Next up is a small, supernatural thriller called "Vanishing on 7th Street." Director Brad Anderson offers a bleak, post-apocalyptic vision of downtown Detroit. Here the entire city seems to have been abandoned. A movie theater packed with people is suddenly empty. Nothing but their clothes remain. Streets are silent. Cars have crashed into each other with no drivers behind the wheel. But a few stragglers remain, as is so often the case when zombies or some sort of virus wipes out a population. Among them is Thandie Newton, a physical therapist who finds no one left in the hospital where she works -- or so she thinks.
There's also Hayden Christensen as a TV news reporter, Jacob Latimore as a 13-year-old looking for his mother, and John Leguizamo as the projectionist from that movie theater. They all flock to a dive bar which just happens to have an electrical generator. But the forces that devastated everyone else are lurking in the darkness, hovering ever closer, and our survivors can't hold on much longer.
"Vanishing on 7th Street" is moody, atmospheric and tense, and Anderson uses silence skillfully to build suspense and real fear. But at the end you walk out thinking, what's the point? The best films of this kind -- George A. Romero's early zombie movies, or Danny Boyle's "28 Days Later" -- provided a stirring allegory or offered insight about humanity. Here, the ending is flat, making this a genre exercise with nothing to say. Still, my thumb is vaguely up, because the mystery held me for a while there.
And my thumb is vaguely down because although there are many things I like about this film. I like the abstractness of the horror. I do like what he does with silence, I’d say the first forty minutes of the film are very strong, but it just seems like he, Brad Anderson, the director, is kind of preparing a game board and he refuses you could say, to play the game. It doesn’t really progress beyond what happens in the first forty minutes. What we get in the rest of the movie are just kind of variations.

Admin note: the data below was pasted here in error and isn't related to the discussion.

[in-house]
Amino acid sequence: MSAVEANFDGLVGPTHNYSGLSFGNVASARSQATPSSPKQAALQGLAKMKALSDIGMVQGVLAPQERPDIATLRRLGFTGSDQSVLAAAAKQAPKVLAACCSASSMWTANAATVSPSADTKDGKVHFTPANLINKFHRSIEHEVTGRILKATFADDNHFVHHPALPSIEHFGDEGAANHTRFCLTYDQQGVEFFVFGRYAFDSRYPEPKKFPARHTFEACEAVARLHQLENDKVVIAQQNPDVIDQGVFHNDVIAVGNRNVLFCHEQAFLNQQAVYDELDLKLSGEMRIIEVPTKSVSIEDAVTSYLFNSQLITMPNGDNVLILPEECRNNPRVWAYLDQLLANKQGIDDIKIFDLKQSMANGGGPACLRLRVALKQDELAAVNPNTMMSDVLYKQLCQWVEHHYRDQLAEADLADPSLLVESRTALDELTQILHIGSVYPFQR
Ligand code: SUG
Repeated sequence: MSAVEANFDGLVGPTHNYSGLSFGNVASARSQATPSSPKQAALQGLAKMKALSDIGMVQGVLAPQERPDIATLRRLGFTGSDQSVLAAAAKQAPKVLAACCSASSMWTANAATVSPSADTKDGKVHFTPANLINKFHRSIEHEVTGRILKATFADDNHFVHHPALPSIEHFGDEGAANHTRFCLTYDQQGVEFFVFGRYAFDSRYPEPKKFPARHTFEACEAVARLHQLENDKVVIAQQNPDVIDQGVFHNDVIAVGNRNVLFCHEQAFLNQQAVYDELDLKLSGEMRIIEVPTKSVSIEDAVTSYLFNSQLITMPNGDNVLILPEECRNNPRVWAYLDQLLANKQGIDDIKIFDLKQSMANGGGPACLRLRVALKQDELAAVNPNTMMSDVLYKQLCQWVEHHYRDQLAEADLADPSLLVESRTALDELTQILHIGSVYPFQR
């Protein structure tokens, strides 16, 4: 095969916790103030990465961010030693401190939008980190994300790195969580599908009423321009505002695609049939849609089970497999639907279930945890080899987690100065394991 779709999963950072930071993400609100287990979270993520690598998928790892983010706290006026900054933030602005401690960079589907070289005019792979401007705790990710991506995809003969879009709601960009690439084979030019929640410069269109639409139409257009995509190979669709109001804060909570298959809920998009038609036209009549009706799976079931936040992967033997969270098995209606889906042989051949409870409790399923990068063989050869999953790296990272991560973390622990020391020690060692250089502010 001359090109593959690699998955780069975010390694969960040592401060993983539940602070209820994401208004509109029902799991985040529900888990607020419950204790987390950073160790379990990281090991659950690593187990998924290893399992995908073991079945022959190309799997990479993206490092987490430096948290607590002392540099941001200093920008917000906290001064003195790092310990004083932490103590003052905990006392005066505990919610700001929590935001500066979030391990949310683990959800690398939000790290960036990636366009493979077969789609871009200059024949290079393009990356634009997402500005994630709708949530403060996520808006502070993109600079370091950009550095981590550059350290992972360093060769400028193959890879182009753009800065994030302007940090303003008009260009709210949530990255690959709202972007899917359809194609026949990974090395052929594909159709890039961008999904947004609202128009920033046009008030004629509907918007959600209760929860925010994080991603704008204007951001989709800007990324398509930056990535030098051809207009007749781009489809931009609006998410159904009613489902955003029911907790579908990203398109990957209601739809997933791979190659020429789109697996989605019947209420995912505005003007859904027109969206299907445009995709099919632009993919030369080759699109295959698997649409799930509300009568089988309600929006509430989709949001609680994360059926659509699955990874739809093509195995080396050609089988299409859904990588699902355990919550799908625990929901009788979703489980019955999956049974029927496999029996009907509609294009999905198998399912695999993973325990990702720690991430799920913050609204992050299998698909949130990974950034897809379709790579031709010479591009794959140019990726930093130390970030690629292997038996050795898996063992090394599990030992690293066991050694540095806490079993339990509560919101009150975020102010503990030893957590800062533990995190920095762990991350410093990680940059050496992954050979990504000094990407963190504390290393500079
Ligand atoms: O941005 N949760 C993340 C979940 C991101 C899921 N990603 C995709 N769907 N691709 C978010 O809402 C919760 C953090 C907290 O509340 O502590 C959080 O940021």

Did you find the ending satisfying though because I’m not sure I do. I mean is fear of the dark really it?
I definitely did not find the ending satisfying. I like that the horror remains so vague, that is satisfying to me, but rather the events, what he ends up doing with the characters including the character of the young boy, I don’t find very satisfying or all that interesting at all.
And it touches on some religious issues, the idea of spiritual redemption, but even that feels kind of half-hearted as well.
It’s like a…it’s like watered down Shyamalan or something.
It is Shyamalan-esque, it is Shyamalan-ish, that is indeed true.
You know you mentioned George Romero. There is kind of a Romero vibe, there’s also John Carpenter, but it feels like more of a genre exercise, with these kind of deliberate homages or taking ideas from these directors more than a fully formed film.
It’s still very well made, technically, very well made.